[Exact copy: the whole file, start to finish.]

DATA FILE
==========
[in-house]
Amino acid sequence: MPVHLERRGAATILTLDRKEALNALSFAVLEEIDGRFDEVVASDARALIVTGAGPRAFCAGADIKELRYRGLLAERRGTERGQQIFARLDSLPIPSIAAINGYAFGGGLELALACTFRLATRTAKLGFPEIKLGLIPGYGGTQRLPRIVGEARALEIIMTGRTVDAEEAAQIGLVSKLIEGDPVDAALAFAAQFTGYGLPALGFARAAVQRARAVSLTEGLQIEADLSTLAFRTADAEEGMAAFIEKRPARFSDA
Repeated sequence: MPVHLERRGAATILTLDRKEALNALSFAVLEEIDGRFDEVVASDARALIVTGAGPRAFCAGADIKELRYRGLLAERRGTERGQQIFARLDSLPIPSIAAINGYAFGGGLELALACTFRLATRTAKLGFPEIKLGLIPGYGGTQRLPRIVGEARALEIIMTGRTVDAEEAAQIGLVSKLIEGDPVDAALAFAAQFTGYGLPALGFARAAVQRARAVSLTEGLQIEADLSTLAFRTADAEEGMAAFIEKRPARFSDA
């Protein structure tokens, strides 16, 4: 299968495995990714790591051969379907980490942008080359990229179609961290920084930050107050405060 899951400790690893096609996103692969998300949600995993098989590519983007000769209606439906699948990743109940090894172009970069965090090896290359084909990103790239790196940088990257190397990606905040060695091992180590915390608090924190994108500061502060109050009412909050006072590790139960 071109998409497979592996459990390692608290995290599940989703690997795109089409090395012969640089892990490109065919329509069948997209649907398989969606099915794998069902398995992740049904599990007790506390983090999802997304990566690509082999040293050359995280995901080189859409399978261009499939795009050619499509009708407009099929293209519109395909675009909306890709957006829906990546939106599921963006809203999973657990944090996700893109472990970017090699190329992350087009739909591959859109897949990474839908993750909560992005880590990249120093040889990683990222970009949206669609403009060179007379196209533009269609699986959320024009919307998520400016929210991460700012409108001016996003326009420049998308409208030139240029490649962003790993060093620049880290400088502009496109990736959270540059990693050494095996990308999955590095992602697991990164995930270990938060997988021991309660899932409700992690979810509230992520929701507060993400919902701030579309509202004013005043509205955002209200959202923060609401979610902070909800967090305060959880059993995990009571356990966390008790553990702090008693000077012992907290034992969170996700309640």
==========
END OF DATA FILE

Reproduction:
[in-house]
Amino acid sequence: MPVHLERRGAATILTLDRKEALNALSFAVLEEIDGRFDEVVASDARALIVTGAGPRAFCAGADIKELRYRGLLAERRGTERGQQIFARLDSLPIPSIAAINGYAFGGGLELALACTFRLATRTAKLGFPEIKLGLIPGYGGTQRLPRIVGEARALEIIMTGRTVDAEEAAQIGLVSKLIEGDPVDAALAFAAQFTGYGLPALGFARAAVQRARAVSLTEGLQIEADLSTLAFRTADAEEGMAAFIEKRPARFSDA
Repeated sequence: MPVHLERRGAATILTLDRKEALNALSFAVLEEIDGRFDEVVASDARALIVTGAGPRAFCAGADIKELRYRGLLAERRGTERGQQIFARLDSLPIPSIAAINGYAFGGGLELALACTFRLATRTAKLGFPEIKLGLIPGYGGTQRLPRIVGEARALEIIMTGRTVDAEEAAQIGLVSKLIEGDPVDAALAFAAQFTGYGLPALGFARAAVQRARAVSLTEGLQIEADLSTLAFRTADAEEGMAAFIEKRPARFSDA
């Protein structure tokens, strides 16, 4: 299968495995990714790591051969379907980490942008080359990229179609961290920084930050107050405060 899951400790690893096609996103692969998300949600995993098989590519983007000769209606439906699948990743109940090894172009970069965090090896290359084909990103790239790196940088990257190397990606905040060695091992180590915390608090924190994108500061502060109050009412909050006072590790139960 071109998409497979592996459990390692608290995290599940989703690997795109089409090395012969640089892990490109065919329509069948997209649907398989969606099915794998069902398995992740049904599990007790506390983090999802997304990566690509082999040293050359995280995901080189859409399978261009499939795009050619499509009708407009099929293209519109395909675009909306890709957006829906990546939106599921963006809203999973657990944090996700893109472990970017090699190329992350087009739909591959859109897949990474839908993750909560992005880590990249120093040889990683990222970009949206669609403009060179007379196209533009269609699986959320024009919307998520400016929210991460700012409108001016996003326009420049998308409208030139240029490649962003790993060093620049880290400088502009496109990736959270540059990693050494095996990308999955590095992602697991990164995930270990938060997988021991309660899932409700992690979810509230992520929701507060993400919902701030579309509202004013005043509205955002209200959202923060609401979610902070909800967090305060959880059993995990009571356990966390008790553990702090008693000077012992907290034992969170996700309640």